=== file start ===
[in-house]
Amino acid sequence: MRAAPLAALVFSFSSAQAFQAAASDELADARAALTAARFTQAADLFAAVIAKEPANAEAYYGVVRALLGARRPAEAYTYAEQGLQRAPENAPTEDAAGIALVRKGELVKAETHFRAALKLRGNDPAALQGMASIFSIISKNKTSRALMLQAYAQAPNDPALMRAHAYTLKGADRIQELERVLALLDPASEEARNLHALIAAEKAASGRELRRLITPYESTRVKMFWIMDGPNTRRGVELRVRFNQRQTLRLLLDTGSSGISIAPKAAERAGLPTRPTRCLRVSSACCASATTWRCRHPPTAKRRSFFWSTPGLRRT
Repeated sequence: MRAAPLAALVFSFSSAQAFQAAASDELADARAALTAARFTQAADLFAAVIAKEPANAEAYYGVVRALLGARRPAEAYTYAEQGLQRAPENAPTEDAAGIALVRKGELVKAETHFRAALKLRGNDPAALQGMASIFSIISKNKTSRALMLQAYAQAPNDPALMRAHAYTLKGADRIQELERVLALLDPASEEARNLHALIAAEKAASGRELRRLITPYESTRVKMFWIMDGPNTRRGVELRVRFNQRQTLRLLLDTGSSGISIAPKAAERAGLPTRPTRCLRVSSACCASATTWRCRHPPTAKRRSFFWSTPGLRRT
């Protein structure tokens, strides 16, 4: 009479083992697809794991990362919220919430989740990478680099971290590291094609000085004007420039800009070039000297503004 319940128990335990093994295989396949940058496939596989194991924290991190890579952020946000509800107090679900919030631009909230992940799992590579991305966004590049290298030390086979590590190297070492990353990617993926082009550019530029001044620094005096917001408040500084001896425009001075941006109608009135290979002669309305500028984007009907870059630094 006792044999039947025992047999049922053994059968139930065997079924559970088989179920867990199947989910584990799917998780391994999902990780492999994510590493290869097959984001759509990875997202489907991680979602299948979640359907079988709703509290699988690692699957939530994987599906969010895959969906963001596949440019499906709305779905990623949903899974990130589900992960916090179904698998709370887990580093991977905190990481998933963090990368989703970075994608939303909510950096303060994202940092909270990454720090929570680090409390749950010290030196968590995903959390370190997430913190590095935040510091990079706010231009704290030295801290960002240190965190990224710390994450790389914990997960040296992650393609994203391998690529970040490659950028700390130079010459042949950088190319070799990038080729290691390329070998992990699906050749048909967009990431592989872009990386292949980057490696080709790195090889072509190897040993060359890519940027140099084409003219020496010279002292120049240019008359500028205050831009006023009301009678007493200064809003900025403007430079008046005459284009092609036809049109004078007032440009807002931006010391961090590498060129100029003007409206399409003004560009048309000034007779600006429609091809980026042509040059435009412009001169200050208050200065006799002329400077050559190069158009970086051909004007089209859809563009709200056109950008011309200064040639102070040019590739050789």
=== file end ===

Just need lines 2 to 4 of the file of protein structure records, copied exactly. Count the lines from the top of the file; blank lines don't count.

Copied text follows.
Amino acid sequence: MRAAPLAALVFSFSSAQAFQAAASDELADARAALTAARFTQAADLFAAVIAKEPANAEAYYGVVRALLGARRPAEAYTYAEQGLQRAPENAPTEDAAGIALVRKGELVKAETHFRAALKLRGNDPAALQGMASIFSIISKNKTSRALMLQAYAQAPNDPALMRAHAYTLKGADRIQELERVLALLDPASEEARNLHALIAAEKAASGRELRRLITPYESTRVKMFWIMDGPNTRRGVELRVRFNQRQTLRLLLDTGSSGISIAPKAAERAGLPTRPTRCLRVSSACCASATTWRCRHPPTAKRRSFFWSTPGLRRT
Repeated sequence: MRAAPLAALVFSFSSAQAFQAAASDELADARAALTAARFTQAADLFAAVIAKEPANAEAYYGVVRALLGARRPAEAYTYAEQGLQRAPENAPTEDAAGIALVRKGELVKAETHFRAALKLRGNDPAALQGMASIFSIISKNKTSRALMLQAYAQAPNDPALMRAHAYTLKGADRIQELERVLALLDPASEEARNLHALIAAEKAASGRELRRLITPYESTRVKMFWIMDGPNTRRGVELRVRFNQRQTLRLLLDTGSSGISIAPKAAERAGLPTRPTRCLRVSSACCASATTWRCRHPPTAKRRSFFWSTPGLRRT
């Protein structure tokens, strides 16, 4: 009479083992697809794991990362919220919430989740990478680099971290590291094609000085004007420039800009070039000297503004 319940128990335990093994295989396949940058496939596989194991924290991190890579952020946000509800107090679900919030631009909230992940799992590579991305966004590049290298030390086979590590190297070492990353990617993926082009550019530029001044620094005096917001408040500084001896425009001075941006109608009135290979002669309305500028984007009907870059630094 006792044999039947025992047999049922053994059968139930065997079924559970088989179920867990199947989910584990799917998780391994999902990780492999994510590493290869097959984001759509990875997202489907991680979602299948979640359907079988709703509290699988690692699957939530994987599906969010895959969906963001596949440019499906709305779905990623949903899974990130589900992960916090179904698998709370887990580093991977905190990481998933963090990368989703970075994608939303909510950096303060994202940092909270990454720090929570680090409390749950010290030196968590995903959390370190997430913190590095935040510091990079706010231009704290030295801290960002240190965190990224710390994450790389914990997960040296992650393609994203391998690529970040490659950028700390130079010459042949950088190319070799990038080729290691390329070998992990699906050749048909967009990431592989872009990386292949980057490696080709790195090889072509190897040993060359890519940027140099084409003219020496010279002292120049240019008359500028205050831009006023009301009678007493200064809003900025403007430079008046005459284009092609036809049109004078007032440009807002931006010391961090590498060129100029003007409206399409003004560009048309000034007779600006429609091809980026042509040059435009412009001169200050208050200065006799002329400077050559190069158009970086051909004007089209859809563009709200056109950008011309200064040639102070040019590739050789």